Spring Gardening and How To Protect Plants From Freezing

Springtime in Colorado is always an adventure, but this spring has been a doozy for gardeners. After record-making snowfall of 20.7 inches here in Denver during April, I was pleased to see the pea shoots finally emerging, somewhat timidly, on April 30:

PeaShoots

But the forecast called for snow and a very hard frost, so that night I pulled the cages out of the ground and covered the pea shoots with a lovely pink knit fabric remnant. I chose this fabric because it’s soft and also 100% polyester, which I hoped would help insulate the plants.

Cover plants to protect from frost

It’s a good thing the peas were covered with their polyester blanket, because this is how our back yard looked when we woke up yesterday, which happened to be May Day:

Spring snow at Happy Simple Living blog

Happy May Day!

Here’s the garden where the peas are planted:

Peas covered with snow at Happy Simple Living blog

We had record-breaking low temperatures last night of 19 degrees F, which smashed the old record of 22 degrees set in 1954. But today? The snow’s melting fast. Here’s the same scene 24 hours later:

Spring snow at Happy Simple Living blog

Happy May 2!

Once the sun had warmed the ground and most of the snow had melted, I pulled back the pink polyester fabric to check on the peas and was relieved to see that they had survived another hard frost:

Peas emerge from the snow at Happy Simple Living blog

Have you planted seeds or plants yet in your garden? If so, are you having to deal with wild weather? I’d love to hear how you’re coping, and here’s to hardiness and resilience—not only for our plants, but for those of us trying to help them grow!

Hugs,

The signature for Eliza Cross

About Eliza Cross

Eliza Cross is a full-time writer and the author of seven books about food and home design. She has been blogging about simplicity and sustainable living since 2006.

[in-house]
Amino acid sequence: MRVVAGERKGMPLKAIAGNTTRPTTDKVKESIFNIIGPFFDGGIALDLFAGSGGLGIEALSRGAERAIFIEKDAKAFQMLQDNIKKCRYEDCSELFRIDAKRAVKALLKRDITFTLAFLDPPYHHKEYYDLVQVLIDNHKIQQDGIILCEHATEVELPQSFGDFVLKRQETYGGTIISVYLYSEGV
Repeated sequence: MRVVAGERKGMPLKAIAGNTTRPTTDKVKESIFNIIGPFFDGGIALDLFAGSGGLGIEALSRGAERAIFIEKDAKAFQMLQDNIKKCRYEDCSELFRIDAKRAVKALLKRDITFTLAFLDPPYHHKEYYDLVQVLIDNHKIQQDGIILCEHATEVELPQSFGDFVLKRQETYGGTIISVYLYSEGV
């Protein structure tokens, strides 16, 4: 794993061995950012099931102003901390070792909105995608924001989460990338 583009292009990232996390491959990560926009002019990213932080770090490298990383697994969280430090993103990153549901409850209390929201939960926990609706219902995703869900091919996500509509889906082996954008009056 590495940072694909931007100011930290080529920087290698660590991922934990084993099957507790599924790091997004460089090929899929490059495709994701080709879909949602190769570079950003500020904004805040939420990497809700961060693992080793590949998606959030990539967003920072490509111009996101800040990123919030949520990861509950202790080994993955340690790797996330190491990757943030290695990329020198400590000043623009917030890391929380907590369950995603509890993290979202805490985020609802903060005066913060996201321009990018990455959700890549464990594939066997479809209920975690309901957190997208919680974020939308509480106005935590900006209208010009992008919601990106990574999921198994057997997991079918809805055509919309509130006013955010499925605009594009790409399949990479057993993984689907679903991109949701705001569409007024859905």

8 comments to Spring Gardening and How To Protect Plants From Freezing

  • It sure has been a crazy spring, hasn’t it? I was about to put some of the warm weather stuff in the ground last week… glad I waited!

    I’m a big fan of wall o’ water plant protectors. The water absorbs the heat during the day and radiates it back at night. They’ll generally protect even hot weather stuff like tomatoes down into the teens, so I usually leave them on until about mid-June.

    You can get some of the same effect by filling up old plastic bottles with water and laying them around your plants, but the wall o’ waters are nice because they pretty much make a little enclosed mini greenhouse for each individual plant.

    Glad your peas survived the cold! Mine are almost getting too tall for their frost cloth covering. I really hope this is the end of the cold weather!
    EcoCatLady recently posted..Sick of Snow!

  • It’s been a really late spring here in Norway too. We didn’t have snow on May Day, but it was snowing other places in Norway, and it is still so cold! Still no sign of leaves on the trees or anything…
    I used May Day to plant some seeds for my vegetable-balcony-garden I hope to have this year :)
    Solrun recently posted..May Day!

    • Norway! Sometimes I’m still amazed by the wonders of the internet and how we can communicate across oceans. Thanks so much for stopping by. I’m thinking positive thoughts about your balcony garden and would love to hear how it grows this summer!
      Eliza

  • Dawn

    It’s starting to get cold here in Australia. I have just planted my winter vegetable seedlings. We don’t get snow where I live but we do get frost. We haven’t had any yet. I’m just having trouble keeping my chickens away! :)

    • Thanks for your interesting perspective from the other side of the world, Dawn. My son and I were just talking about how much we want to visit Australia someday. Good luck with those winter veggies! xoxo

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